With so much talk about the ‘Asian century’, any start-up with big ambitions should think about being ‘Asia-capable’. Australian exports to Asia are almost triple the value of exports to the rest of the world, with huge potential to grow further. But where do you start?
Having spent time managing businesses across the Asia-Pacific, I can safely say that before you look to enter a different market, you need to know exactly what you want to achieve. All the different markets of Asia have their own attractions.
Hong Kong is a gateway to Greater China, and is regularly among the leading markets in the world in ‘ease of doing business’ surveys.
Singapore often tops those same surveys. With its excellent infrastructure and telecoms, reassuring legal environment, and English-speaking population, many companies use it as a regional base to cover other Asian markets.
Yet business-friendliness also creates drawbacks: Singapore and Hong Kong are competitive – even saturated – markets, and business costs such as premises and wages can be high.
Indonesia, the Philippines and India are up-and-coming economic powerhouses, with lower business costs, and vast opportunities in sectors from infrastructure to services. Moreover, Indonesia is Australia’s closest neighbour in south-east Asia. But their regulatory and business environments are not always easy to navigate, and you will probably need a helping hand from local partners and providers.
With all those markets – developing or emerging – there are ways to increase your chances of success.
1. Be prepared to customise
Asian consumers value localised products, so you must be willing to adapt products and services to individual markets. Local market research is essential.
2. You need inside knowledge
Hire or partner with people with strong local experience, contacts and language skills. Forming business relationships in south-east Asia is a slow-burning process – you’ll need to visit these markets regularly.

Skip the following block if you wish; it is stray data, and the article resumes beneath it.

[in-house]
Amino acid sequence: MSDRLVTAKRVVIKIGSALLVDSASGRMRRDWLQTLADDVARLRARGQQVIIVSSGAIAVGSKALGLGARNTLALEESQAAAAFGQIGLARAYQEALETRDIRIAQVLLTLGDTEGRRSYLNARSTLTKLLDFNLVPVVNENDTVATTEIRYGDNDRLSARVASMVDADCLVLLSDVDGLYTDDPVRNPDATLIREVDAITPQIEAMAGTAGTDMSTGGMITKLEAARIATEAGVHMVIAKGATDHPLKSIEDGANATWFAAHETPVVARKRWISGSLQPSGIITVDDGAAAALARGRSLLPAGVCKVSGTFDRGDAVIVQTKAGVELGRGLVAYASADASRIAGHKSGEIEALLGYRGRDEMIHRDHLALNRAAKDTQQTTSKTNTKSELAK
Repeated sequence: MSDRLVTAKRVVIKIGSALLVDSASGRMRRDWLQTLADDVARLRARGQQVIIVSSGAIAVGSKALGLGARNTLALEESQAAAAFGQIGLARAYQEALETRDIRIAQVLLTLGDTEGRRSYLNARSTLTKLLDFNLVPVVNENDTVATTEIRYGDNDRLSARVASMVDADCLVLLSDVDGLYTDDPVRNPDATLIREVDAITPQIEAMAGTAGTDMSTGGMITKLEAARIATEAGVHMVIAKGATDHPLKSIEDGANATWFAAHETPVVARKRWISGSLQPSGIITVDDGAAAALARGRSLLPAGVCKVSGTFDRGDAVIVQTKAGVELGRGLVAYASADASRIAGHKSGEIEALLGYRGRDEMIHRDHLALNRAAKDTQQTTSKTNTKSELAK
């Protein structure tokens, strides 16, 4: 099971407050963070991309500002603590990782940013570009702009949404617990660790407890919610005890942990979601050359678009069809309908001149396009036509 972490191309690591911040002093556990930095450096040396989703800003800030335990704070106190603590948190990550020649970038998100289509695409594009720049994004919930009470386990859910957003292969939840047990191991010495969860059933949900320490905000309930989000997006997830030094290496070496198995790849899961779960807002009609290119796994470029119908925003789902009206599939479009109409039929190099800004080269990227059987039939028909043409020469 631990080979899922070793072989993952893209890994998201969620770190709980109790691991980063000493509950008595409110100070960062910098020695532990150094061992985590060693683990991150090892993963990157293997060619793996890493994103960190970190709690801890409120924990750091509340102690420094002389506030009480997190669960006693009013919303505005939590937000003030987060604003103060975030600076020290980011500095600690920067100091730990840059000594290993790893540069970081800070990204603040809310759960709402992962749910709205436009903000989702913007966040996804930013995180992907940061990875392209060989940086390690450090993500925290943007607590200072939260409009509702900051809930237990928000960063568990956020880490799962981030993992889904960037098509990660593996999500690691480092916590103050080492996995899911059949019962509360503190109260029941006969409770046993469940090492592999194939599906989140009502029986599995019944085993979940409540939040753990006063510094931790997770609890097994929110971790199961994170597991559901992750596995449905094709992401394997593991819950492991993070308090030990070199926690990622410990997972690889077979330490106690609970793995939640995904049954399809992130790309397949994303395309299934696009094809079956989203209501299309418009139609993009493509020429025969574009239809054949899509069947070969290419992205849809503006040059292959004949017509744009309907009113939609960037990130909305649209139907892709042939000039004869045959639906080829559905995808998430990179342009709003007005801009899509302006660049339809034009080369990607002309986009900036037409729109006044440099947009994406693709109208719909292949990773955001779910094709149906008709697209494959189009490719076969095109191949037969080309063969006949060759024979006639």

3. Leverage existing networks
From Austrade and local trade bodies like InvestHK or Singapore’s Enterprise Development Board, there is a wealth of support already in most Asian countries. These organisations can offer market advice, introductions to local contacts and recommendations for professional services such as lawyers and accountants, and also help you navigate bureaucracy and business etiquette.
This will help you enter a market more quickly, prevent mistakes and free up management time. For example, SMEs that use Regus’ extensive network of business centres across south-east Asia save themselves the expense and stress of finding and leasing an office and dealing with all the paperwork and legal contracts involved in that.
4. Stay flexible
The challenges of Asia – from consumer preferences to red tape to the length of time it takes to form strong business relationships – require you to be adaptable. You’ll need flexible arrangements for premises and staffing that will allow you to upscale, downsize or change plans, all the time keeping down expenses. Don’t commit yourself to inflexible long-term leases or other arrangements or high upfront costs.
Targeting south-east Asia is not a stroll in the park, but don’t be put off by the fact it’s not just an extension of home. There are amazing opportunities to increase revenues and customers and to become a player in the Asian century – even for a start-up.
Paul Migliorini is CEO, Australia and New Zealand, for global workplace provider Regus.